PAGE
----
The Men of Dale were descendants of the Northmen who populated Rhovanion throughout the many ages. Their capital was Dale and later remnants fled Laketown. The Men of Dale were allied with the Dwarves in TA 2456 when Orcs from Mordor attacked.
In TA 2770, Smaug descended upon both Lonely Mountain and Dale probably from somewhere in Grey Mountains. He attacked and burned much of their town. Over two-hundred years after the destruction of Dale in TA 2941, one particular man named Bard the Bowman shot Smaug through a gap in his scaly armor with his Black Arrow with information from a Thrush that had contact with Thorin and Company. Thereafter, the Men of Dale's symbol was a Black Arrow so honoring the famous bowman. In TA 3019 during the War of the Ring, they aided the Dwarves in defending the Lonely Mountain from the Easterling Empire.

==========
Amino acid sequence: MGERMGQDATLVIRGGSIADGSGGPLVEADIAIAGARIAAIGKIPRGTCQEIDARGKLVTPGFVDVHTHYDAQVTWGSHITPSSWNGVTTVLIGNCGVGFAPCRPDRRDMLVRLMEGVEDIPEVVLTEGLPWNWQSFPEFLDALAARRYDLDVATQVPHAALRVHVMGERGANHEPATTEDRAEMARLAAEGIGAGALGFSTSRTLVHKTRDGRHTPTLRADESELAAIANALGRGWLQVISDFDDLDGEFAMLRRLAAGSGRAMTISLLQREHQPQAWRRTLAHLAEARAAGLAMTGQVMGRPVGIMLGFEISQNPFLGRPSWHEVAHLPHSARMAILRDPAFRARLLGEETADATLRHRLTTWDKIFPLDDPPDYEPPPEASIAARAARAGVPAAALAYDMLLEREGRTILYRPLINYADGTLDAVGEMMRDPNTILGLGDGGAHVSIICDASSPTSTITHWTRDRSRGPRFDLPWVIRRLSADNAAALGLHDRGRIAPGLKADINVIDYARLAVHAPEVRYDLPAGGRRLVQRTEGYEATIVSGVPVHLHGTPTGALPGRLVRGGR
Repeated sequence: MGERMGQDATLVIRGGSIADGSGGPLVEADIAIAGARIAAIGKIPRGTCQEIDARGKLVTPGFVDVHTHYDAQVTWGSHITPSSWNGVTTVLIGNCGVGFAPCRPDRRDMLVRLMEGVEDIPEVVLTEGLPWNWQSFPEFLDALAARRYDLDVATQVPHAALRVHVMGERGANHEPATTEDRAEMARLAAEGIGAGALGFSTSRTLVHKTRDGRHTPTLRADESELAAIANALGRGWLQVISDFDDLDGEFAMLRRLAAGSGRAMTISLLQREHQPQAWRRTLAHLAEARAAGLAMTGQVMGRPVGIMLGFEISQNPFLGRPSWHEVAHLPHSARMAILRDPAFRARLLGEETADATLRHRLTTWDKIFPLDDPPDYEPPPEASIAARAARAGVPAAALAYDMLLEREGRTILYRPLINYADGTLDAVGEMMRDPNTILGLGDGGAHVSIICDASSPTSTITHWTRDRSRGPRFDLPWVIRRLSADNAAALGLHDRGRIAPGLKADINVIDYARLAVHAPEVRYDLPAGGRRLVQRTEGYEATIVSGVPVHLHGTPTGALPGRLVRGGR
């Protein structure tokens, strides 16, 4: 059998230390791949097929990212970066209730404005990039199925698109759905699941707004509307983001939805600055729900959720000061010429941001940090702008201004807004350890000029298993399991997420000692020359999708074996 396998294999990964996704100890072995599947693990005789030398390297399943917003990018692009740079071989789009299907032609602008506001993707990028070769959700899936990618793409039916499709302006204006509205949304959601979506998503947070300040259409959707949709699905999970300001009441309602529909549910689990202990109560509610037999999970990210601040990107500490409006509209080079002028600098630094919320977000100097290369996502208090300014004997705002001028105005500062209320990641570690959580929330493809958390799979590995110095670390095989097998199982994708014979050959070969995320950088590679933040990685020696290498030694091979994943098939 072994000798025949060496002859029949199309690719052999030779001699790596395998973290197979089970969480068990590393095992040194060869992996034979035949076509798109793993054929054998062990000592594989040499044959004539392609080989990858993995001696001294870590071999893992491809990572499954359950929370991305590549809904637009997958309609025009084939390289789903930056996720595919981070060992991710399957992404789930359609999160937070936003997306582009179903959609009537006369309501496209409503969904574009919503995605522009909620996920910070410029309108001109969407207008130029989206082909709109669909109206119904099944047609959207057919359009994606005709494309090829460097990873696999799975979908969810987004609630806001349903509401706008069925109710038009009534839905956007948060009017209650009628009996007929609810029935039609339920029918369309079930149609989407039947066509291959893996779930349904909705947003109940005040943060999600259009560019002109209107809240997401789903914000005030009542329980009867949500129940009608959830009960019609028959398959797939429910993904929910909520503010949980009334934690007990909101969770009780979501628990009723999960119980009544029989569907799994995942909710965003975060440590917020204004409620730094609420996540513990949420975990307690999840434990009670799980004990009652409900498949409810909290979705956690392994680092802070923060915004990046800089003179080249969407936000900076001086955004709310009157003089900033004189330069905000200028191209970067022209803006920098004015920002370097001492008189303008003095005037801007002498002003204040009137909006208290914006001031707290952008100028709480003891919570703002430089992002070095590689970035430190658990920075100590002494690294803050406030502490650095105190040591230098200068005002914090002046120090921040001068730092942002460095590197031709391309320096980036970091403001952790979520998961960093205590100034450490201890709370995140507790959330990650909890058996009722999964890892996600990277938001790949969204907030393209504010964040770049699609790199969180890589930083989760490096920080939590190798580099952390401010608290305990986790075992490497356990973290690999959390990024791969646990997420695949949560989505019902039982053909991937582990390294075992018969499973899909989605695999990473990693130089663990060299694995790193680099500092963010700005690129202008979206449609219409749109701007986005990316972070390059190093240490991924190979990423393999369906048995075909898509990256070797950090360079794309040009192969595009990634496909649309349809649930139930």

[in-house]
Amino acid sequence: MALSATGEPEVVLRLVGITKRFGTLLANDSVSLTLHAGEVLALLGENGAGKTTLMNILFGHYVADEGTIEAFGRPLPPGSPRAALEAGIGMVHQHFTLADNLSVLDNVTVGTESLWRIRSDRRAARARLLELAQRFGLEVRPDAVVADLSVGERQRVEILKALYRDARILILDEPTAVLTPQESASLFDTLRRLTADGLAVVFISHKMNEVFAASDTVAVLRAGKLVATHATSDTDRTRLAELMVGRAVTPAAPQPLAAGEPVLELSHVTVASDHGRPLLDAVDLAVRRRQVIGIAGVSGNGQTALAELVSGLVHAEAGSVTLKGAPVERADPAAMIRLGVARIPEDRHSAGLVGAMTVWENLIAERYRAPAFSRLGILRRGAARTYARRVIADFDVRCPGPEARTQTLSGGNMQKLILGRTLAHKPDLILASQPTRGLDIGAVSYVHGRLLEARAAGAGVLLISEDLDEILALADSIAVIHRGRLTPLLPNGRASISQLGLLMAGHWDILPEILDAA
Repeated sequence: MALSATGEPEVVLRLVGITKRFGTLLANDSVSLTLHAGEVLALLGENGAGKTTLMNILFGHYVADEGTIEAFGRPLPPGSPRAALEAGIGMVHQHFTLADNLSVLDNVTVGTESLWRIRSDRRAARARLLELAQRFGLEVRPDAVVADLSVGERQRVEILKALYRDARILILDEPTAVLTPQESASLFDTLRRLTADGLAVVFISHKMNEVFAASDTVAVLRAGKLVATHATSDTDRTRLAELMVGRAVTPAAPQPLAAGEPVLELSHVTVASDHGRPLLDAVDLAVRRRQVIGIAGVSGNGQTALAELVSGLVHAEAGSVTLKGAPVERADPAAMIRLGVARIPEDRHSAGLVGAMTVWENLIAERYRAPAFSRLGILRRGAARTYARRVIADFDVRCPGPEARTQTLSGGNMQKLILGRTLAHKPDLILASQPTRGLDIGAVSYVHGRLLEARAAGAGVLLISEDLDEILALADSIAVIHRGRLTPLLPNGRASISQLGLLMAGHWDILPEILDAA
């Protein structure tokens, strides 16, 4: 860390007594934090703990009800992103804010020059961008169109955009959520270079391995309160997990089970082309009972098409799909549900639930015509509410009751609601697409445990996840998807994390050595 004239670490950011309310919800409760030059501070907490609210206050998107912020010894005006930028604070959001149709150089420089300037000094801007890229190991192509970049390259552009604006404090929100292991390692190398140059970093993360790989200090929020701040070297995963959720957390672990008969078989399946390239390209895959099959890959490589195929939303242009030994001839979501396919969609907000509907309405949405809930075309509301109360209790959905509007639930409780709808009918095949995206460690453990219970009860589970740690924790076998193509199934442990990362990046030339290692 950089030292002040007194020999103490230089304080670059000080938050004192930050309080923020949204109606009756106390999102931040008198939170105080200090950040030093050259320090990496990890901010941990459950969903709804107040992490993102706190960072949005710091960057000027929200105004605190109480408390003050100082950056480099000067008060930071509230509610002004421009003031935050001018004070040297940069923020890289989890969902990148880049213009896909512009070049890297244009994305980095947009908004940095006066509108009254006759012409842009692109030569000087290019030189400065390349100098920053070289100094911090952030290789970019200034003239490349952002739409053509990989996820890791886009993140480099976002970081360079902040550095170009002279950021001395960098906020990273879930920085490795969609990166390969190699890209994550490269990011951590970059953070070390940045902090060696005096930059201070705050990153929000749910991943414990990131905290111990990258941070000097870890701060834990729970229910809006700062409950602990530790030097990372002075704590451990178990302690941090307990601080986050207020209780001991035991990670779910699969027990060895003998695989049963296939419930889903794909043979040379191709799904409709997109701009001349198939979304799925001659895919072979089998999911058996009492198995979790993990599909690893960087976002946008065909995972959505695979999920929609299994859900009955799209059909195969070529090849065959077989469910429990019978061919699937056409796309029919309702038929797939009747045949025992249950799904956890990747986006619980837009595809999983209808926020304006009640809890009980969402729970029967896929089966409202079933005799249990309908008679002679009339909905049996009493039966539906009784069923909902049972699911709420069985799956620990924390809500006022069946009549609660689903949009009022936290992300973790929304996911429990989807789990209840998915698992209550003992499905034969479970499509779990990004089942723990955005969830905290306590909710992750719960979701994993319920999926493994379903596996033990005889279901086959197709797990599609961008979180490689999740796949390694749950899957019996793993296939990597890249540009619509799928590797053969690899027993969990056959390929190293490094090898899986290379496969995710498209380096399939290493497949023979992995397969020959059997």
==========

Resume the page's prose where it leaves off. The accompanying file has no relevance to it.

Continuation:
The Men of Dale are also called Bardings no doubt because Bard I (the Bowman) defeated Smaug and founded a new kingdom.
Portrayal in adaptationsEdit
Peter Jackson's The Hobbit film trilogyEdit
In Peter Jackson's "The Hobbit" film trilogy, the Men of Dale (as well as Lake-town) are directly derived from medieval Russian influences (i.e., Kievan Rus' and its successor states). For instance, the warriors of Dale (adorned with conical, medieval Russian-style furred helmets and heavily-furred garbs) appear like the knights and warriors of the Rus' states of old.
Of course, due to the intricate nature of medieval Russian ethno-history, one also detects Nordic, Baltic, Finnic, and Turkic influences as well. Essentially, the films clearly utilize medieval Russian influences to depict the Men of Dale (and Lake-town) incorrectly as a part of the East, whereas Tolkien emphasized their more Northern character.